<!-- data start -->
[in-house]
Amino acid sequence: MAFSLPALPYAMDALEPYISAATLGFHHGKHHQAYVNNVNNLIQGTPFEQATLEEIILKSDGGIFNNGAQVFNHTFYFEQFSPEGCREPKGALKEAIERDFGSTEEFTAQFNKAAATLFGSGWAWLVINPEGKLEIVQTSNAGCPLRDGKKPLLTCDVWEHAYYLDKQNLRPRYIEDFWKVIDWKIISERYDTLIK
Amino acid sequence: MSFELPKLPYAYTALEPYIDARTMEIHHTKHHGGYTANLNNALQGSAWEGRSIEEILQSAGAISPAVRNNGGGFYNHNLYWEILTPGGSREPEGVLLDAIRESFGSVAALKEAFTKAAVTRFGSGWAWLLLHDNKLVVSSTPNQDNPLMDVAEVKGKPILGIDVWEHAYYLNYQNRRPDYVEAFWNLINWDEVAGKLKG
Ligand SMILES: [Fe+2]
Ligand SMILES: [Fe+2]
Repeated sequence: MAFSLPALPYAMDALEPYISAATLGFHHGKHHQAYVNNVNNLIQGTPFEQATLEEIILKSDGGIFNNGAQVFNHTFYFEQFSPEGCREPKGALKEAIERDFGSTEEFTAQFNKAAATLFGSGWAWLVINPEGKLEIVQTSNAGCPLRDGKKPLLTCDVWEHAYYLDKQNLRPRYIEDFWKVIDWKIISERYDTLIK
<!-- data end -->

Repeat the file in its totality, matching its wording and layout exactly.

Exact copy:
[in-house]
Amino acid sequence: MAFSLPALPYAMDALEPYISAATLGFHHGKHHQAYVNNVNNLIQGTPFEQATLEEIILKSDGGIFNNGAQVFNHTFYFEQFSPEGCREPKGALKEAIERDFGSTEEFTAQFNKAAATLFGSGWAWLVINPEGKLEIVQTSNAGCPLRDGKKPLLTCDVWEHAYYLDKQNLRPRYIEDFWKVIDWKIISERYDTLIK
Amino acid sequence: MSFELPKLPYAYTALEPYIDARTMEIHHTKHHGGYTANLNNALQGSAWEGRSIEEILQSAGAISPAVRNNGGGFYNHNLYWEILTPGGSREPEGVLLDAIRESFGSVAALKEAFTKAAVTRFGSGWAWLLLHDNKLVVSSTPNQDNPLMDVAEVKGKPILGIDVWEHAYYLNYQNRRPDYVEAFWNLINWDEVAGKLKG
Ligand SMILES: [Fe+2]
Ligand SMILES: [Fe+2]
Repeated sequence: MAFSLPALPYAMDALEPYISAATLGFHHGKHHQAYVNNVNNLIQGTPFEQATLEEIILKSDGGIFNNGAQVFNHTFYFEQFSPEGCREPKGALKEAIERDFGSTEEFTAQFNKAAATLFGSGWAWLVINPEGKLEIVQTSNAGCPLRDGKKPLLTCDVWEHAYYLDKQNLRPRYIEDFWKVIDWKIISERYDTLIK